Journals: Out loud
Louise Palanker is a renowned film producer, stand-up comedian, and radio host. Knowing there was a market out there for teens to ask questions about personal questions about their lives, Louise created Journals to "grow a strong, supportive community that fosters open dialogue between parents and teens about the tough questions of growing up: boys, girls, friends, dating, popularity, love, sex, and family issues." The free app is available for iPhone, iPod Touch and iPad and includes an advice section for Louise to answer questions everyday as well as a lockable diary with writing prompts to help kids overcome their fears of expressing themselves. An update even allows you to download what you have written to Facebook or other blog sites if you wish to share what you have written. Over the holidays, the number of listeners and users has grown significantly. Louise's "Journals: Out Loud" also features a team of teens who assist Louise as she answers listeners' questions. You can listen on BlogTalkRadio and UStream on Tuesdays 8-9 pm (Pacific). Following the post, you will find a couple of sample shows, so stay tuned.
Louise Palanker: The story of her top selling teen app Journals
I was motivated to write Journals when I found my father's World War II Journal after he passed away. While I was growing up, Dad would tell me that I could read his journal when I got a little older. But the years went by, I moved to California and my Dad passed away.
I found the journal one Thanksgiving and I was immediately moved to share it. I decided to write from the point of view of me, at 12, had I, in fact, found and read the journal then.
So, Journals is the story of 12-year-old Lanie Spurdle whose world comes into sharper focus as she writes in her own journal and secretly reads her father's.
I became inspired to turn the book into an app as soon as I got my first iPhone and started exploring the app store. I'm a bit of a gadget girl and it was instantly clear to me that authors could use this device to bring books into the hands of children.
What is also so compelling about app development is the ability to a) continuously make improvements on your product through the submission of app updates, b) receive immediate feedback from readers through the user reviews c) Offer added value technologies that enhance the reader's experience and d) Turn your book into an active conversation.
Since I have been mentoring young people throughout my adult life, I asked my programming genius, Ian Broyles, if he could create, in the app, a dialogue between me and the reader, where kids could ask me questions about the topics which challenge Lanie: Boys, friends, parents, bullies, puberty, love and other tough and fascinating things like life.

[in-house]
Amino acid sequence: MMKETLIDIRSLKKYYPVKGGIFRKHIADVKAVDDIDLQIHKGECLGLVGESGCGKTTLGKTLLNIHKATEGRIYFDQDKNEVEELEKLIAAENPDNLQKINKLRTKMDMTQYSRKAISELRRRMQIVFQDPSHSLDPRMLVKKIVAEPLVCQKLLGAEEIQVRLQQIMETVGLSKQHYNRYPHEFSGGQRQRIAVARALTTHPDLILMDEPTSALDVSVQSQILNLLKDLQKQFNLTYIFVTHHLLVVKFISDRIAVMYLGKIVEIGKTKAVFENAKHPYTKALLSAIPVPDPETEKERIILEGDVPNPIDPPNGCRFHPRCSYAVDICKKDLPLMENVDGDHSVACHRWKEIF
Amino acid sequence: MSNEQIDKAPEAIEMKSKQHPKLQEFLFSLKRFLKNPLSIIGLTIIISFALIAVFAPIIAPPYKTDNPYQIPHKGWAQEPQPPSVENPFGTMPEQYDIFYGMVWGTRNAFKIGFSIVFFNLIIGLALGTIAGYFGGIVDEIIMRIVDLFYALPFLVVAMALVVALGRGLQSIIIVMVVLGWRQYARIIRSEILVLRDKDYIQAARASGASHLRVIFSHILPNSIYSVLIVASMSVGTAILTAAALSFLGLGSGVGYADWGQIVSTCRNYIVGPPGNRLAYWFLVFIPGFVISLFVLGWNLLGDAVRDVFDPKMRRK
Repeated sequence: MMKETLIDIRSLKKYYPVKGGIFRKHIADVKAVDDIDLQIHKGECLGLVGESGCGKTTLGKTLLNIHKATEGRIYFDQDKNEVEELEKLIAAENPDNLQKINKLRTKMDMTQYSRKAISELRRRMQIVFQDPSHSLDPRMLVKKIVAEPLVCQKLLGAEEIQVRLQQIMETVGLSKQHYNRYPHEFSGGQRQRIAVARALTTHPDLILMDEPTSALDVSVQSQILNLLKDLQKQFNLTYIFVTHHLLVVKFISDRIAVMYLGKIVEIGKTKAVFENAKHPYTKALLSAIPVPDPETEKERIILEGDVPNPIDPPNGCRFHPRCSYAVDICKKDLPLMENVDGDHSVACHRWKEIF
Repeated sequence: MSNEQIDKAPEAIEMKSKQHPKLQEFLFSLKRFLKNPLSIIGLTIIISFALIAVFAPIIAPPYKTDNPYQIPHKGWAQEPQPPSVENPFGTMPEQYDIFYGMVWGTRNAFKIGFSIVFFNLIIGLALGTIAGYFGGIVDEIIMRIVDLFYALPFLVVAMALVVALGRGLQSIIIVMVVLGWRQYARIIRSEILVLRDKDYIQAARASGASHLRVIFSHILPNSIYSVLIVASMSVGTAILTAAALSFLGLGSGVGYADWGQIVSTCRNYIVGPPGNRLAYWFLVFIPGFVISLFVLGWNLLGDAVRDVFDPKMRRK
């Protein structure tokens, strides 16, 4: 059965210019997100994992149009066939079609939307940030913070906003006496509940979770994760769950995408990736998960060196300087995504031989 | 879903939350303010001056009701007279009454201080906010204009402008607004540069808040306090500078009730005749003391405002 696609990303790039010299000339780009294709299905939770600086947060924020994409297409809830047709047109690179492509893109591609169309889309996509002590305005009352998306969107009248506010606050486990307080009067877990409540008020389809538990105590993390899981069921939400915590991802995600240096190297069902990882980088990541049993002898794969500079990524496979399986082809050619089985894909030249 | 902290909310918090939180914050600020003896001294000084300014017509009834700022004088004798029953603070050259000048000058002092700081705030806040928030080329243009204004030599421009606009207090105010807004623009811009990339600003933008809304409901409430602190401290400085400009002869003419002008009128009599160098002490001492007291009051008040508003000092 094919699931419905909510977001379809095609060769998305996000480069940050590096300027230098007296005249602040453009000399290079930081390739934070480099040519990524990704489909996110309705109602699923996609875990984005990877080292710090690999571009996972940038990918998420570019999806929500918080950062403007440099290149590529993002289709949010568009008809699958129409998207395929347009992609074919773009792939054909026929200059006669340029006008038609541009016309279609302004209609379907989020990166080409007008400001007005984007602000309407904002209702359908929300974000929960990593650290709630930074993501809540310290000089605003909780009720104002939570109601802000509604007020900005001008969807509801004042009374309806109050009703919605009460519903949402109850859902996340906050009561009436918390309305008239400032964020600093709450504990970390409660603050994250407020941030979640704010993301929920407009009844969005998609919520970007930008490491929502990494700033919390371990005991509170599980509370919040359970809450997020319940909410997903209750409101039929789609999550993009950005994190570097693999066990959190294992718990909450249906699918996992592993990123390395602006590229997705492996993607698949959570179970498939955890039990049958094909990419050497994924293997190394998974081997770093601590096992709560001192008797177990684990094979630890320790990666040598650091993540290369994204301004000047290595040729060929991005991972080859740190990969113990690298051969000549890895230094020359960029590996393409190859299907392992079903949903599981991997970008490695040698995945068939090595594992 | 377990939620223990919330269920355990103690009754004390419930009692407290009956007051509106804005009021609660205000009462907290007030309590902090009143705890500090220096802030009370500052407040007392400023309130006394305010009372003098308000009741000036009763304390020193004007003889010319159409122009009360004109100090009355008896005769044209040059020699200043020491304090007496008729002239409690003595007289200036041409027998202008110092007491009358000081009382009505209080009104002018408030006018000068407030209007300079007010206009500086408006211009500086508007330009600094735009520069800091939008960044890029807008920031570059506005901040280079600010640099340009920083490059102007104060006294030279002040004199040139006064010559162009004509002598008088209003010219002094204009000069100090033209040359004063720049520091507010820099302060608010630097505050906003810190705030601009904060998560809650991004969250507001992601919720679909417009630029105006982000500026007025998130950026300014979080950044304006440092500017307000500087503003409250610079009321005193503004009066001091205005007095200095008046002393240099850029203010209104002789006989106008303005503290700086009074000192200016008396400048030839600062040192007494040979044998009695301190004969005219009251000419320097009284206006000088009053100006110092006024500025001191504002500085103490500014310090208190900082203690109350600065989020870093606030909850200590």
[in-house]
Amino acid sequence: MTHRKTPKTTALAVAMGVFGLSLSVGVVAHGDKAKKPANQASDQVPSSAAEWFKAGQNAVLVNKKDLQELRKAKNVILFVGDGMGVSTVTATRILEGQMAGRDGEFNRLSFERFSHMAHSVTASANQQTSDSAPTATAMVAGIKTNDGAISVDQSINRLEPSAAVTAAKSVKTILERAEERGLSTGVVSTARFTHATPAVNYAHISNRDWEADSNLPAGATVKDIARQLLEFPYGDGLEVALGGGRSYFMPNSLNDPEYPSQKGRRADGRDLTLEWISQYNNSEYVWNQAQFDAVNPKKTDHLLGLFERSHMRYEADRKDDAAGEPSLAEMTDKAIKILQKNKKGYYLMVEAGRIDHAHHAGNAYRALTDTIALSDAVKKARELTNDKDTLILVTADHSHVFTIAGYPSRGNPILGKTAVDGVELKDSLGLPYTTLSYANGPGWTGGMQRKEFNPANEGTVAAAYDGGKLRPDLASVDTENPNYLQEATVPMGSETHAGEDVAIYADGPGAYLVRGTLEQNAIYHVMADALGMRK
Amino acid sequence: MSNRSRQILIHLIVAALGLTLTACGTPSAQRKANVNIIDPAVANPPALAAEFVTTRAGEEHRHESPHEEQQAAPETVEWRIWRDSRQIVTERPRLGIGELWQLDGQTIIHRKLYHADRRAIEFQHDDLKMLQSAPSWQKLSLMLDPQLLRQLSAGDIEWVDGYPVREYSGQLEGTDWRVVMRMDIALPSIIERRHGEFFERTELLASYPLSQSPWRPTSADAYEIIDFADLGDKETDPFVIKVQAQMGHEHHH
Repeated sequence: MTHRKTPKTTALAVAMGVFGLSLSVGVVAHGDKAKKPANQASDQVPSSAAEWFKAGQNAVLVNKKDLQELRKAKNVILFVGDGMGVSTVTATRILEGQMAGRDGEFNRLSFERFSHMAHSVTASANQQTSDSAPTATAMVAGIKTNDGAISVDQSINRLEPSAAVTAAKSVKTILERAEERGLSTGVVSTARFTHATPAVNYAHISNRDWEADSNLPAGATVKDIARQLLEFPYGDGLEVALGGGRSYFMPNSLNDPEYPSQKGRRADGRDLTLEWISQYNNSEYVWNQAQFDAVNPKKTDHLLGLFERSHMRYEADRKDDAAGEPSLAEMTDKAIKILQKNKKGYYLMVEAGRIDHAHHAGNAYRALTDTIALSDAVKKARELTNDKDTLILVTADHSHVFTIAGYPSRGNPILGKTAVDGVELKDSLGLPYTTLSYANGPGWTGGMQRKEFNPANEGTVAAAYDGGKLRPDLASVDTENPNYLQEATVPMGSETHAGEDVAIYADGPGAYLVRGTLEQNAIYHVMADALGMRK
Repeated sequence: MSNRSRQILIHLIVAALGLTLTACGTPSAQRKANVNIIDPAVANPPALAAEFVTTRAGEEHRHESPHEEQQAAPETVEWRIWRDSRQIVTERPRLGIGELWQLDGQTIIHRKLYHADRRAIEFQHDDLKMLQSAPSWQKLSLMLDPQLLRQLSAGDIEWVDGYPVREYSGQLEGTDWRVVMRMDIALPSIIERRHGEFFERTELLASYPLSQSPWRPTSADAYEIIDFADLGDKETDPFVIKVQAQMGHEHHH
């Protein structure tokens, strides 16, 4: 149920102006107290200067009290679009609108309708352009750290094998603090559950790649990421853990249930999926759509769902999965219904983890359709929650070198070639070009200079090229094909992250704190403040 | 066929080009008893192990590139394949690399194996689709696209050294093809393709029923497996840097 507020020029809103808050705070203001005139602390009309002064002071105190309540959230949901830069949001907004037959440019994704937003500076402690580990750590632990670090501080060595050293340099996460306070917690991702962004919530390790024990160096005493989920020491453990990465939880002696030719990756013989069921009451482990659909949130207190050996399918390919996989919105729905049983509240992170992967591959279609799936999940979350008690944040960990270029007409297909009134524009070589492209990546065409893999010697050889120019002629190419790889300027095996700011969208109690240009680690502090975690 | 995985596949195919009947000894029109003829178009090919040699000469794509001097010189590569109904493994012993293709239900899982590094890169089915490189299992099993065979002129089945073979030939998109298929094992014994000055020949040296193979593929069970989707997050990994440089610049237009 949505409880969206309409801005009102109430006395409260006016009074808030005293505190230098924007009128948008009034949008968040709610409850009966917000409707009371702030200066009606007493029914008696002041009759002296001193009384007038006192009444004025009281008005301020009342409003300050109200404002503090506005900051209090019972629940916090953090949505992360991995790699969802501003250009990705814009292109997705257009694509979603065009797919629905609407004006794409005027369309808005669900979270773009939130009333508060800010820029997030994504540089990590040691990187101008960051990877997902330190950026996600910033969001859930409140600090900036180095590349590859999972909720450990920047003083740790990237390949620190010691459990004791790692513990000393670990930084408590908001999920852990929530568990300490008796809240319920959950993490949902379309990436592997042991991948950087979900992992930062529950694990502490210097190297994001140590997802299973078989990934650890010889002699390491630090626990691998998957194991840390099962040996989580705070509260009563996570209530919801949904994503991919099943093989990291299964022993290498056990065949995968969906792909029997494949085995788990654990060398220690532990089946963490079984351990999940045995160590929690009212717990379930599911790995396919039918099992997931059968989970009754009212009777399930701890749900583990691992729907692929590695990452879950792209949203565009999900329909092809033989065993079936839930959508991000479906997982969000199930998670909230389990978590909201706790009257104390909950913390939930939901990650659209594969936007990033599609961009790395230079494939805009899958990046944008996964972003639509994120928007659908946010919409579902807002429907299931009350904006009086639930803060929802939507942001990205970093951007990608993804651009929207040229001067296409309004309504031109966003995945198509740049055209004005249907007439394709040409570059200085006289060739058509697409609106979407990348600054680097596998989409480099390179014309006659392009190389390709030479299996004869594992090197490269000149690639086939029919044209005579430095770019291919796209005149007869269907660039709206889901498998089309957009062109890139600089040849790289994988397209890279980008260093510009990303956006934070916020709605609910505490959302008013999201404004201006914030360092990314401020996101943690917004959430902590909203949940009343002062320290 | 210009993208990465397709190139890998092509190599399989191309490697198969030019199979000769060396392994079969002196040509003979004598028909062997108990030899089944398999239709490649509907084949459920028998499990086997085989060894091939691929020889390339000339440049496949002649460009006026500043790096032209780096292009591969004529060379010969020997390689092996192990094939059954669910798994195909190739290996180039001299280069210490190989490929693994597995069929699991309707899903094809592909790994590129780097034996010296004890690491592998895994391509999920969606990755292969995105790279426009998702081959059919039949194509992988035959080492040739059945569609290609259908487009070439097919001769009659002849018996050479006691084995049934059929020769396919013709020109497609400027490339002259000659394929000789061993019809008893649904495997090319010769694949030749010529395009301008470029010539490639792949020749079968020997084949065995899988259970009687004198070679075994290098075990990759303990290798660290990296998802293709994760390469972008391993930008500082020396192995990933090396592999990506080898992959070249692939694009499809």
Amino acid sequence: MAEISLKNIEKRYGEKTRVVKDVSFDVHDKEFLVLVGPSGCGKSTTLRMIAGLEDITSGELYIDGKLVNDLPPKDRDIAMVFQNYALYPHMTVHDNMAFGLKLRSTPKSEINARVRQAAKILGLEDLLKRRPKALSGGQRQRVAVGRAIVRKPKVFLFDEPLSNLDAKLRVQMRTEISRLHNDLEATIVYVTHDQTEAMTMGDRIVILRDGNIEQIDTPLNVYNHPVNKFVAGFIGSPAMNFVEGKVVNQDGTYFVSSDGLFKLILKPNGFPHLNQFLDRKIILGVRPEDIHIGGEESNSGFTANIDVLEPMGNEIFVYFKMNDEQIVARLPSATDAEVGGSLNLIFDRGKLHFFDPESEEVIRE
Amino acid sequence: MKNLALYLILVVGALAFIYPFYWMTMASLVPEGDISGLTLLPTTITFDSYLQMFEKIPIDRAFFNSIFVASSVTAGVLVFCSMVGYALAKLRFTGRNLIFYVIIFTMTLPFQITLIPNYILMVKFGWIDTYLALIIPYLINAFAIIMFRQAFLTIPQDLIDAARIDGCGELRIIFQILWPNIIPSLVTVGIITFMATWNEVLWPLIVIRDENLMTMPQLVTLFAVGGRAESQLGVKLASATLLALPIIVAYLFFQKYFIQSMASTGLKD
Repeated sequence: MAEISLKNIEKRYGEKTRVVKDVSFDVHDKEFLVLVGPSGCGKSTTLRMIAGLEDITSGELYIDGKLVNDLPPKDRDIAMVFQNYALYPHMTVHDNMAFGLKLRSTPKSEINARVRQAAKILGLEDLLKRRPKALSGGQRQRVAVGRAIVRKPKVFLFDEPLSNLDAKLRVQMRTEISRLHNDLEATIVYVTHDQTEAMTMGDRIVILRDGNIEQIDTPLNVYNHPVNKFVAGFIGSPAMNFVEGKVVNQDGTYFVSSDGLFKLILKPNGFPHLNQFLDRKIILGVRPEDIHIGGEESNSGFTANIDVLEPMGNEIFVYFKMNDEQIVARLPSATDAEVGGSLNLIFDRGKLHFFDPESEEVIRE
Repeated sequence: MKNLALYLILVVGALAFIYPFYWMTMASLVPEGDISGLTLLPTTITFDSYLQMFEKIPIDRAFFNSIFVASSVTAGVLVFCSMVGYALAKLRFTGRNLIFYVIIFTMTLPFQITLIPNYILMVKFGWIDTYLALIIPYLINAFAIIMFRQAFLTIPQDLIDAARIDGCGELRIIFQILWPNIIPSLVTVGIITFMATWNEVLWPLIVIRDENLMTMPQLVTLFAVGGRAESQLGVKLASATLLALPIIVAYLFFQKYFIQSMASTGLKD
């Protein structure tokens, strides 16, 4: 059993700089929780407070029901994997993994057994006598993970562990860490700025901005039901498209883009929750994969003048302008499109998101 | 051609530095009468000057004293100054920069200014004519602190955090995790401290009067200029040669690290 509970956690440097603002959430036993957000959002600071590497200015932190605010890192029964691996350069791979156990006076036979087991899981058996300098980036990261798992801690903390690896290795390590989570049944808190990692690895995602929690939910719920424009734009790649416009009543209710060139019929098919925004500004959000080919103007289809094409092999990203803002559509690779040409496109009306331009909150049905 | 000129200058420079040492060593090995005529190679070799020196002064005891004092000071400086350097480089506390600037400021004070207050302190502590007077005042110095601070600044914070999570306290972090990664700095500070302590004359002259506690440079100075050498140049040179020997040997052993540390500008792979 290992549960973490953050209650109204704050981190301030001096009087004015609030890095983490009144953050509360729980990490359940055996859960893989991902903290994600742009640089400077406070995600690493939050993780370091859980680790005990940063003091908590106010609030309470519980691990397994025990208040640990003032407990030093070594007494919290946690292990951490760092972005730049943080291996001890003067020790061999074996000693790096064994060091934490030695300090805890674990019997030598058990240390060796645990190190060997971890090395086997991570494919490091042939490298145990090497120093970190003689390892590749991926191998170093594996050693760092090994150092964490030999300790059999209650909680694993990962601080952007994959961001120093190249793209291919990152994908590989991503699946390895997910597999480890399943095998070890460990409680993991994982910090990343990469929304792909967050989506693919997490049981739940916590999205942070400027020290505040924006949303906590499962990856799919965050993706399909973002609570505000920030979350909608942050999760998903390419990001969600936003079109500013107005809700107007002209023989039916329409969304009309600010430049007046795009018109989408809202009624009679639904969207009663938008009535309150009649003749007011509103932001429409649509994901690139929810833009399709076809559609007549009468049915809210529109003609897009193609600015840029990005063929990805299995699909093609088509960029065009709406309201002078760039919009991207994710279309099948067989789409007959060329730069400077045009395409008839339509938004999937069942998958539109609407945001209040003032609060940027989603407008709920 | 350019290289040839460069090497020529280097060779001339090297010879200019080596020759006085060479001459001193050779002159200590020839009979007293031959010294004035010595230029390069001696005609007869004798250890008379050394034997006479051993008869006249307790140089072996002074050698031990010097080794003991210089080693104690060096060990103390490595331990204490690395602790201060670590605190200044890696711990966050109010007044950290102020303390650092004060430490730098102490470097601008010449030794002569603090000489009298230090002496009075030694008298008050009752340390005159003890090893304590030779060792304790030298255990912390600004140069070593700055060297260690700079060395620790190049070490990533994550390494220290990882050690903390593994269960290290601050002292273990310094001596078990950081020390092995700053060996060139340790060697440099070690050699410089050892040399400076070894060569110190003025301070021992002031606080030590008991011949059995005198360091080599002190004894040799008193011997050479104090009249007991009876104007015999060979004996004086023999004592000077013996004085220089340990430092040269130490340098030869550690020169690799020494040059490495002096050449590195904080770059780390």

The questions are now pouring in and kids are not only talking to me, they are communicating with and offering support to each other. We've created a community!
Additionally, within the app, I challenged Ian to create a diary for the user. Readers can now instantly become writers with their own diary which is not just a blank page. It poses prompting questions such as: Today I learned... Today I hope... Today I am angry at... Today I understand...etc.
The Journaler can choose the question which best applies to her or his day and start writing. Our next version of the app update will contain a diary lock.
A recent update allows Journalers to upload their entries to Facebook and other blog sites if they feel inspired to share what they have written.
The most exciting aspect of turning the book into an app is the community we have created which gives voice to kids' concerns and questions. Growing up is so dreadfully hard that most of us have tucked the pain of it all into a safe and far away spot from where it can no longer hurt us. But for kids who are right in the middle of it all, it's very raw and very real.
I think that when they write, kids are looking for confirmation that they are OK. I get a lot of questions about boys and "How do I let him know that I like him?" And I get a lot of questions about friendship and how to fit in.
One of my strong tenets is to emphasize kindness. Tweens and Teens are in such a severe state of survival mode that there is a powerful instinct towards cruelty. I got a letter yesterday from Erin who is noticing that one of her friends is becoming a bully:
Question from Erin
Hey weezy! My bff has a friend who used to be my bff 2 but then she started acting like a “bully”. We are friends but she can be really, really mean. Should I go along with it or tell my other bff?
Weezy: Tell the bff who is becoming a bully, that you liked her much better when she was nice.
Someone said this to me once and it had a huge impact. I wasn’t turning into a bully, I had just become very “bully resistant,” where kids had been so mean to me that I had developed “an edge.” I’m sure it was a tone of voice thing. But my friend, pulled me up short and she just helped me realize that this was NOT who I wanted to become. I was not going to let bullies turn me mean. So, tell your friend. Let her know that she is just starting to come off as really mean and you know that’s not who she really is.
I will more than likely hear back from Erin as she updates all of us on how this situation is unfolding. I will also hear from other kids who have an opinion about Erin's BFF or want to share a similar experience or offer an opinion or support.
To check out or join the conversation, you can download Journals to your iTouch, iPhone or iPad, or you can go to Journalsnetwork.com and click on Advice.
Listen or watch the ‘Journals: Out Loud’ podcast:
For a free I Tunes download of Journals: Middle School Love and War, visit:
For more info on Louise Palanker and Journals, please visit: